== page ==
By Michael W. Harris
I have become quite adept at putting on a happy face. Like so many, when things get bad you rarely want to talk about it openly, especially to family and co-workers. Friends are a different matter, but being thousands of miles away from those nearest and dearest to me, and having only fleeting contact with them, I started lying to them as well about how rough things were during my first six months in Virginia. A difficulty that I barely hint at in my previous essay.
But, I think I turned a corner in early March and it is only with the benefit of hindsight that a few things have became clear to me. 1) I completely withdrew into myself soon after moving to Virginia. 2) In doing so I had created an emotional barrier around myself as a protection measure. And 3) both of these things combined were preventing me from both embracing my new job and area, and also from properly healing.
Yes, healing. While I withdrew into a self-imposed emotional coma to survive my first month in Virginia—a necessity while dealing with the triple traumas of picking up and moving from my friends and home of a decade, the uncertainty of if I would ever see my stuff again while it was stuck in incompetent/unscrupulous movers limbo, and seeing my grandfather for the last time on my way to Virginia and losing him less than a month later—it is clear now that rather than allow myself to slowly heal and emerge from that coma, that I instead sunk deeper. Built the wall around myself thicker. I removed myself from social situations (even more so than normal), avoided any chances to interact with co-workers or meet new friends in my new home, and took comfort instead in the regularity of surviving day-to-day. I had a routine and I would get physically uncomfortable when forced to deviate for more than a day or two.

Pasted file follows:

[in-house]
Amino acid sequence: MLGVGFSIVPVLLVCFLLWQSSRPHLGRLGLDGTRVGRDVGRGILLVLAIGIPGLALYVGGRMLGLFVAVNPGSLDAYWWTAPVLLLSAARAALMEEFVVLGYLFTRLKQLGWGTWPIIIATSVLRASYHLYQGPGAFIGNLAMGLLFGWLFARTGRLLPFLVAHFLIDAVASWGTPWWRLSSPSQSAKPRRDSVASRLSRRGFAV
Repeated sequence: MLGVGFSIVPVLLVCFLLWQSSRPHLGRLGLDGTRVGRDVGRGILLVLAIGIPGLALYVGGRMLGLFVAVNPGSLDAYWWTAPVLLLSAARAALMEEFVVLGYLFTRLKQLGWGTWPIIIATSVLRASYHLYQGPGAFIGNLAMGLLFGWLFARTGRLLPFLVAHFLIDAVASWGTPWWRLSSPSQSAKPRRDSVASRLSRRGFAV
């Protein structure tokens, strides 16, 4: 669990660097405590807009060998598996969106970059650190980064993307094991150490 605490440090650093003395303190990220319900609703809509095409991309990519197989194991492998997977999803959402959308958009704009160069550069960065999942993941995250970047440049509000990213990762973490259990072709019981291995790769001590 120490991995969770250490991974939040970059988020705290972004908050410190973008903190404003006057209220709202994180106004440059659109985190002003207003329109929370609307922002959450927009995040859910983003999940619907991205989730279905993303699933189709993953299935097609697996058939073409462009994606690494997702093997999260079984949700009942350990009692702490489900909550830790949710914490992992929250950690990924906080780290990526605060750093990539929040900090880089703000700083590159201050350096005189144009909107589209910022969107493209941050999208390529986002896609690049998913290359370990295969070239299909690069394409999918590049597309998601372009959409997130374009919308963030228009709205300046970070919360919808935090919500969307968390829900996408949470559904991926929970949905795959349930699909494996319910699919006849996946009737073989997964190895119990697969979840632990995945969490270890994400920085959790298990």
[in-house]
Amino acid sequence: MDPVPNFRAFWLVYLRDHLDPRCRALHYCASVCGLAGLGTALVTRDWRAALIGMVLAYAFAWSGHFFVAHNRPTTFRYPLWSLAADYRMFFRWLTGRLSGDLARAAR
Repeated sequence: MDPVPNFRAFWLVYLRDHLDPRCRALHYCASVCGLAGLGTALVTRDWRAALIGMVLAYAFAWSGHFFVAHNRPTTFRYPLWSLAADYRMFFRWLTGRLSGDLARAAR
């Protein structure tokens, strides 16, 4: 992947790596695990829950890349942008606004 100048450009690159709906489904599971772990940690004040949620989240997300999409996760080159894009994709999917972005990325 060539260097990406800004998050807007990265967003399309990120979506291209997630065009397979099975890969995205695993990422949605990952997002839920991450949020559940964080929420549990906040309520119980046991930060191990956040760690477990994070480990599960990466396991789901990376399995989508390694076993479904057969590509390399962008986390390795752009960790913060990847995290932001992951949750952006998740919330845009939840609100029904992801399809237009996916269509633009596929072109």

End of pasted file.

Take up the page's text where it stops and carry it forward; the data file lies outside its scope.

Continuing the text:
However, what concerned me the most was that I was working to avoid the issues that really needed to be confronted: social uncertainty which has always caused me anxiety, the awkwardness of interacting with people who don’t know me, and the fact that I only have a one-year contract and am constantly on edge about doing something that could jeopardize my chances to successfully interview for one of the permanent positions coming available.
And on top of that was the ever-present anxiety of my singleness, which my feelings towards alternates between not caring and severe existential angst. I had actually moved to Virginia with high hopes for a fresh start in this realm, but instead quickly gave up as I built my emotional barriers. It was one more thing that I emotionally withdrew from.
* * *
Early in 2017 I tried on-line dating but found no success. After six months I had chatted with a few women, but never went on any dates. I made the decision to suspend my account when I went to Wyoming for my library school internship, and much to my surprise, while there, I managed to meet someone entirely on my own and had even scheduled a date…only to be stood up at the last minute. Awkward, over-dressed guy wandering around downtown Laramie, table for one.